Justice League Dark #12 – James Tynion IV, Writer; Alvaro Martinez Bueno, Penciller; Raul Fernandez, Inker; Brad Anderson, Colorist
Ray – 10/10
Corrina: Order Imposes, Chaos Allows
Ray: Since this spinoff book debuted last year, it’s dwarfed anything else in DC’s stable for pure intensity and event-style storytelling. That doesn’t change with the conclusion of its second big arc, The Lords of Order, Justice League Dark #12. Nabu’s war on magic has wreaked brutal dividends, taking the lives of several heroes and threatening to strip the rest of their connection to their powers. But Wonder Woman and Zatanna have made a deal with the devil – namely, Chaos lord Mordu – in exchange for new powers of their own. Now rebranded as the new Lords of Chaos, they’ve returned to the battlefield with Detective Chimp, Man-Bat, and Swamp Thing all transformed into horrifying avatars of dark magic. Most transformations of heroes with new powers give them shiny new armor. Not so much here, where these heroes both majestic and bizarre look like something out of a creature feature. Detective Chimp, in particular, is highly entertaining as he takes apart Madame Xanadu’s transformed form.
However, as dramatic as these fights are, the transformed heroes aren’t the highlight of this issue. That would be obscure former Doctor Fate Khalid, who spent most of this run trapped in an enchanted vase. The last person willing to stand up to Nabu, he risks everything to trap his former partner and sets up a last desperate gambit involving Kent Nelson and Jason Blood. The number of twists in this issue is hard to keep track of, but it’s all grounded with an excellent flashback segment that shows the genesis of this team and the confusing nature of trying to battle against magic. The issue ends with the natural order seemingly restored, but much more chaos introduced into the world and the need for a new person to bring order to the chaos. Watching Wonder Woman and Zatanna take charge of the DCU’s magic has been fantastic, and there’s no comic in DC’s stable that delivers the same level of thrills. Phenomenal.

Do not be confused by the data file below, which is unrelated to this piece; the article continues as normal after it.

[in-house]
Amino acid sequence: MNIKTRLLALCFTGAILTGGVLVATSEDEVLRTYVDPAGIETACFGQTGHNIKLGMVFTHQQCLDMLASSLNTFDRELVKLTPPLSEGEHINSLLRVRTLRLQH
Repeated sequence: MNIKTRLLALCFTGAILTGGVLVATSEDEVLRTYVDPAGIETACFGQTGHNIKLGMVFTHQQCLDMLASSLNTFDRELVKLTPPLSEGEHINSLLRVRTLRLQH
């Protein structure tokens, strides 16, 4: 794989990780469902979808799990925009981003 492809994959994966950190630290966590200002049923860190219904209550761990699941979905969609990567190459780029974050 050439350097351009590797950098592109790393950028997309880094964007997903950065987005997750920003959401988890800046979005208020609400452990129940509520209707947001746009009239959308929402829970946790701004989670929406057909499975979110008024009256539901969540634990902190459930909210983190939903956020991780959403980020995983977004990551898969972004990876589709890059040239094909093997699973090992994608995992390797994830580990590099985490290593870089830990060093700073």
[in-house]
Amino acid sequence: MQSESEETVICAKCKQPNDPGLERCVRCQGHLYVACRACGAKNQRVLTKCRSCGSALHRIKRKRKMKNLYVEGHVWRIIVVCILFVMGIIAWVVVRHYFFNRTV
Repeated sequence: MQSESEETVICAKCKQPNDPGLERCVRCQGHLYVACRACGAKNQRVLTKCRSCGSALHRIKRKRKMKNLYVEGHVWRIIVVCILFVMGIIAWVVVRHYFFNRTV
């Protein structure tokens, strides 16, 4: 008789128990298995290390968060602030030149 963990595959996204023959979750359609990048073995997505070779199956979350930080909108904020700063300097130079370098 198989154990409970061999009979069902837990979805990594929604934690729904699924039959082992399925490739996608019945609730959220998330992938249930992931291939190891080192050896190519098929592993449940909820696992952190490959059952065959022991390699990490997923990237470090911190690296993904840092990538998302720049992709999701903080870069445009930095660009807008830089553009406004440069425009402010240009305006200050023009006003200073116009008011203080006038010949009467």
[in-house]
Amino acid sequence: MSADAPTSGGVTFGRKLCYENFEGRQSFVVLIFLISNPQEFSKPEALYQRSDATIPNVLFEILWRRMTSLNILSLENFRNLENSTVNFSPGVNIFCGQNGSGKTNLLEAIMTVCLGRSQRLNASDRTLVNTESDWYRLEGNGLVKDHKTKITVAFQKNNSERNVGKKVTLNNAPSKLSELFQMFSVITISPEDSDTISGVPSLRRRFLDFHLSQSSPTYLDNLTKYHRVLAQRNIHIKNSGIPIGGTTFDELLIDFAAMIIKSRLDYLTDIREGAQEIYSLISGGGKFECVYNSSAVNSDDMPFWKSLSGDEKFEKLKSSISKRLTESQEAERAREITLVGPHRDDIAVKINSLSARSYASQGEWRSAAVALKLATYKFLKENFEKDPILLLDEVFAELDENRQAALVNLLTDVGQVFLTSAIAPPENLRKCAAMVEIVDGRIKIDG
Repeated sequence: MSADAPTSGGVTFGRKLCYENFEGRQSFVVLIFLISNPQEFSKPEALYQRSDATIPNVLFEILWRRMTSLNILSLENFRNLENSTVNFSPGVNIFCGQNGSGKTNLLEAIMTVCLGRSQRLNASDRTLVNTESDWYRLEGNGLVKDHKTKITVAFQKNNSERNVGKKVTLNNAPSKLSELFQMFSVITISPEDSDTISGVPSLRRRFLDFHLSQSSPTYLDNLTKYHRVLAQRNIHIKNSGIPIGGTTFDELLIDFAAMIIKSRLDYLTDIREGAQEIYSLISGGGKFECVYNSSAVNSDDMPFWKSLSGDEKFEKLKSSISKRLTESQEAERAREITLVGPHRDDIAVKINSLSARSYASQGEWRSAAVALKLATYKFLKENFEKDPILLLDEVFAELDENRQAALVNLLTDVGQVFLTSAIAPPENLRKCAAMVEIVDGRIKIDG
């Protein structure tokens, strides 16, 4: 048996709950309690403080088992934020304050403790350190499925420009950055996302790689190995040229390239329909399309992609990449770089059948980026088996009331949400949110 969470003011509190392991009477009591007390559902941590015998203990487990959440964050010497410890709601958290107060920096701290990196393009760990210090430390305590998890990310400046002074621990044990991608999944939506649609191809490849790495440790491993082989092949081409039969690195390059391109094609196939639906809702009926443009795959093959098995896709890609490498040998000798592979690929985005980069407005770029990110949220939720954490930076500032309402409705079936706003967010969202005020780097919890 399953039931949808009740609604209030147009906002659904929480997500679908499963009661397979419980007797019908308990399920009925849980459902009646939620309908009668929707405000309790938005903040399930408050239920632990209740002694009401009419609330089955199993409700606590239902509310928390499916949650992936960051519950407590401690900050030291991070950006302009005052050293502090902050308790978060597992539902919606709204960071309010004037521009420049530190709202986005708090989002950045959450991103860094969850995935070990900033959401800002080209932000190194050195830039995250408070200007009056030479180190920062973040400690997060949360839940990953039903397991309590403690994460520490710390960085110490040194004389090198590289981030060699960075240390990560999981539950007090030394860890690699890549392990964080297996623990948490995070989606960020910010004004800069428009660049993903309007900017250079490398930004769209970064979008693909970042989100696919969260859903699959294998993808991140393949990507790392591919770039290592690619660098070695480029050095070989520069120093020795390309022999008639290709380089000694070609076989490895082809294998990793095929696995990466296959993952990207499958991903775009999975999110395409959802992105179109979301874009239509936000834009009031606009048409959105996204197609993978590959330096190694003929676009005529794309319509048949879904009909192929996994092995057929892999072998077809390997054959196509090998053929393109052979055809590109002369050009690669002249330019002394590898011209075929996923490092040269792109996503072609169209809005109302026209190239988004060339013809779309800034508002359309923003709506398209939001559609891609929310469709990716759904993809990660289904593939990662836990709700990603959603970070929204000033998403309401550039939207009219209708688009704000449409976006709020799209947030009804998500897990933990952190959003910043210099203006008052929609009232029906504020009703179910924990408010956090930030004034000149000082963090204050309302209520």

Corrina: I would rather that this particular issue had unfolded linearly, rather than the intercutting the narrative with flashbacks, because the flashbacks undercut the dramatic impact of Wonder Woman’s team arriving to battle Fate/Nabu. I understand the need to check in with each team member but sometimes the extra narrative flourishes aren’t needed.
That said, it’s a fascinating issue. The designs of the new Lords of Chaos strike me sometimes as a bit odd (a big gold WW across Diana’s chest?) but the art, particularly the shadings of color during the battle, and the lighter panels for Khalid, and the darker ones for the battle, are spectacular.
Diana’s choice also made me ponder the nature of order versus chaos. One protects, supposedly, while the other is a free-for-all. But protection can harm. Dorothy Umbridge didn’t seem to be one of Voldemort’s minions–indeed she was sent by the Ministry of Magic to “protect” the Hogwarts students. But her style of “order” was purposely cruel, as the order of Nabu and his cohorts are cruel. Percy Weasley, too, fell into the trap of wanting order, above all things.
Voldemort is an example of evil chaos unchecked, but Harry and his friends broke the “rules” too, spectacularly so. The Weasley twins are chaos, not order. Lawful evil is still evil, and chaotic good is still good. But Wonder Woman’s decision to take in the power of chaos reminds me of Person of Interest‘s Finch’s absolutely chilling monologue about “playing by the rules” to the AI Samaritan in “The Day the World Went Away” from season five of the show. (Aside, Person of Interest started as a good show. By the time it finished, it was a brilliant show. Aside #2: There are major spoilers in that clip near the end. Stop when Finch steps out of the interrogation room if you want to avoid them.)
It remains to be seen how many rules Diana and Zatanna will break and the consequences of their decisions.
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Disclaimer: GeekDad received this comic for review purposes.